Depending on how productive I’m feeling, I’ll make a list based on my highest priorities, or tasks I can knock out quickly. If I’m feeling super ambitious, I’ll take care of the worst to-do’s first, and if I’m having a slow start, I’ll start with small tasks and build momentum to try and accomplish bigger things later in the day after I’m ‘warmed up’ so-to-speak. The most important thing is that you acknowledge a goal, and that goal doesn’t have to be completing everything on the list- that way you don’t accidentally bite off more than you can chew, and quit before you start.
6. take a shower/get ready
If you’re not a mom, this one might sound dumb. However, if you are a mom, (especially a stay at home mom) you understand that sometimes taking a shower/putting on actual clothes (not just sweats and a tshirt) isn’t always your first priority and might not happen unless you have to leave the house (even then, still isn’t always a priority). Making time for a 10 minute shower and actually putting pants on can sometimes help you feel more prepared to take on a busy day; this is also true for a busy day off- it might be counter intuitive to stay in your PJ’s all day when you’ve got errands to run.
If you’re anything like me, hanging out in leggings and a sweater all day can make you feel like a bum, where all you want to do, or feel like you can do, is sit on the couch (and cuddle with the baby)- not super productive. If I take a shower and actually get dressed, I usually feel better and get a boost of confidence, which is like a secret weapon when it comes to finding motivation to get shit done.
7. listen to music
A lot of people say that listening to music helps them get a boost of motivation when they’re running low. I find this to be true most of the time. My personal faves are Taylor Swift (Red), Shawn Mendes (Illuminate), Charlie Puth (9 Track Mind), Maroon 5 (Hands All Over), Jack Johnson (In Between Dreams) and John Mayer (Battle Studies).
8. work out
Still too stressed to tackle your to-do list? Go to the gym. Fun fact: Exercise reduces stress because it creates a production boost of endorphins, which are neurotransmitters in your brain that act as natural anti-depressants.
A more obvious reason to work out is that exercise can make you more alert and provide energy. When you exercise, you are increasing blood flow to the brain, which can help sharpen your awareness and increase your energy to make you more awake and prepared to tackle your next big project. If you don’t have time for a full workout, try some stretches, they’ll achieve the same results.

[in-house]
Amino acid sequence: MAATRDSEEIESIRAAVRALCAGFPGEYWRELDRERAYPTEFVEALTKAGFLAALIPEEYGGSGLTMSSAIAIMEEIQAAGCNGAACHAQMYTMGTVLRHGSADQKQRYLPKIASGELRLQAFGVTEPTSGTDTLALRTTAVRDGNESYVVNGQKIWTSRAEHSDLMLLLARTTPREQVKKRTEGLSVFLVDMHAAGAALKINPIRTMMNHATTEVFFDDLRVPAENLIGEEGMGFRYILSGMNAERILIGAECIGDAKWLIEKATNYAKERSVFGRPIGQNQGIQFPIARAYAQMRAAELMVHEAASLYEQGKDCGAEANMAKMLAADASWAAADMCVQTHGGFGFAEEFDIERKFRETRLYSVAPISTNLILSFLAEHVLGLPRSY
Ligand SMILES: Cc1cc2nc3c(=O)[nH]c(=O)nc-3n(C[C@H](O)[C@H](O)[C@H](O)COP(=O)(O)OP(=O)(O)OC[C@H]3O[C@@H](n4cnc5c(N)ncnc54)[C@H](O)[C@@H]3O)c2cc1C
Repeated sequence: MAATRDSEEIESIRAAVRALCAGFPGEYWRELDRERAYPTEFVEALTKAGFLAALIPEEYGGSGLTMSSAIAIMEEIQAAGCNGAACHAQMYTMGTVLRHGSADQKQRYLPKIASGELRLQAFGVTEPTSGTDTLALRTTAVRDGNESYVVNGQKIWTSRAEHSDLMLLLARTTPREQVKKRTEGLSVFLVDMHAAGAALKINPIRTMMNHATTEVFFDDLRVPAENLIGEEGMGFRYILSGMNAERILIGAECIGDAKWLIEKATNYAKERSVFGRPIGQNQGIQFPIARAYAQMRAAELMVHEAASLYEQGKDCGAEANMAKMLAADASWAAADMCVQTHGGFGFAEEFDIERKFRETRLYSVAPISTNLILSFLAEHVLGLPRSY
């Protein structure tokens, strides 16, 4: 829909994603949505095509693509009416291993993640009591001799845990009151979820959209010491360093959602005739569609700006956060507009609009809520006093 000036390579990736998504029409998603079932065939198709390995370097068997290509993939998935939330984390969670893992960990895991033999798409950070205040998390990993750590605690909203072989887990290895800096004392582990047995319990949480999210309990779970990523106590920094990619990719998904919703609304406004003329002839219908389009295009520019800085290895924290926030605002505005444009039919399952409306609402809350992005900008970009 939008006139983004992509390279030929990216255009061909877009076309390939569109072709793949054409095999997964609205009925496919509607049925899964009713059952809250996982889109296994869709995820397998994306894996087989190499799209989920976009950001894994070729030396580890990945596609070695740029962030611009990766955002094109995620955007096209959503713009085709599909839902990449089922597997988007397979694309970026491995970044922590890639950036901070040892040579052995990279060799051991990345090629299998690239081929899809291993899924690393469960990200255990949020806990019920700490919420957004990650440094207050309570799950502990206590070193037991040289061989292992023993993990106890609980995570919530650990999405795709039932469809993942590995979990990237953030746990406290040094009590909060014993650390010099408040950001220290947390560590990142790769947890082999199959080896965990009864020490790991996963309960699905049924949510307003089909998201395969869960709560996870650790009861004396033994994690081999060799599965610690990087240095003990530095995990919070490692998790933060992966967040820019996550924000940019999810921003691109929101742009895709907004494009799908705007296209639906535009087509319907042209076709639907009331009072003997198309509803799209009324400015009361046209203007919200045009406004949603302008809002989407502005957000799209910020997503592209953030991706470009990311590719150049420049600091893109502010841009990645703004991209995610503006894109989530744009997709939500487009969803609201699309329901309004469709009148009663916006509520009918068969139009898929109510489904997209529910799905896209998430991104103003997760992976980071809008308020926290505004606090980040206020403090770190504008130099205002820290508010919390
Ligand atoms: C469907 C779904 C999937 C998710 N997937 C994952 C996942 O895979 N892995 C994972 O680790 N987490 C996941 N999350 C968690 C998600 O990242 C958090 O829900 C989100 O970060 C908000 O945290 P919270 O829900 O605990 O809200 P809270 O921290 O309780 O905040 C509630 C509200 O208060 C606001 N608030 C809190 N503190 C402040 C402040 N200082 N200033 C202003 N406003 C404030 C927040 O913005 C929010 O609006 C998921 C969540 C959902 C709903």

9. take some time for yourself
I know a few successful women who light an intention candle every morning and start their day by spending a chunk of uninterrupted time just on reflection/meditation/centering themselves before starting their most important tasks.
If spending a half hour alone in the dark at 5:30am doesn’t sound like it would help you, try reading something interesting to get those neurons firing, or find some scripture or a daily affirmation to get your gears turning. You could also try writing a few things you’re grateful for, start a 5 minute journal, look up your horoscope, or watch an inspiring ted talk or educational video. For some people this is too much stimulation too early in the morning, in which case, these would be good ways to take a break or regroup when you’ve been going for a long time and need to find some extra motivation to keep going.
10. have a cup
or three of coffee
A typical 8oz cup of coffee has about 95mg of caffeine in it. Quick science lesson for you- basically, caffeine increases the release of catecholamines (like adrenaline) through the sympathetic nervous system, which can make your heart beat faster, send more blood to your muscles and tell your liver to release sugar into the bloodstream thus providing you with energy!
FYI: according to the American Academy of Sleep Medicine, it takes about 30 to 60 minutes for caffeine to reach its peak level in the blood (one study found increased alertness can begin in as few as 10 minutes). So, if you need a boost of energy and motivation, down a cup of coffee and in 10 minutes you’ll be ready to go (or if coffee isn’t your thing, try black tea, which has the highest caffeine content).
11. make and eat breakfast
So, maybe caffeine isn’t your thing. That’s okay, because breakfast is the most important meal of the day, and if you choose not to skip it, you can probably get as much or more energy than you would from those cups of coffee. Here’s why: when you wake up, the blood sugar your body needs to make your muscles and brain work their best is usually low, and eating breakfast helps replenish it.
Plus, remember when we talked about trivial tasks like making your bed? Well making yourself breakfast can be considered one of those, and now that you’ve read some good news, taken the trash out, made your bed, tidied up, written a list, showered and dressed, listened to some music while you stretched out, took a few minutes to yourself with a cup of coffee AND handled breakfast, you’ve got some momentum going and might be ready to tackle that list.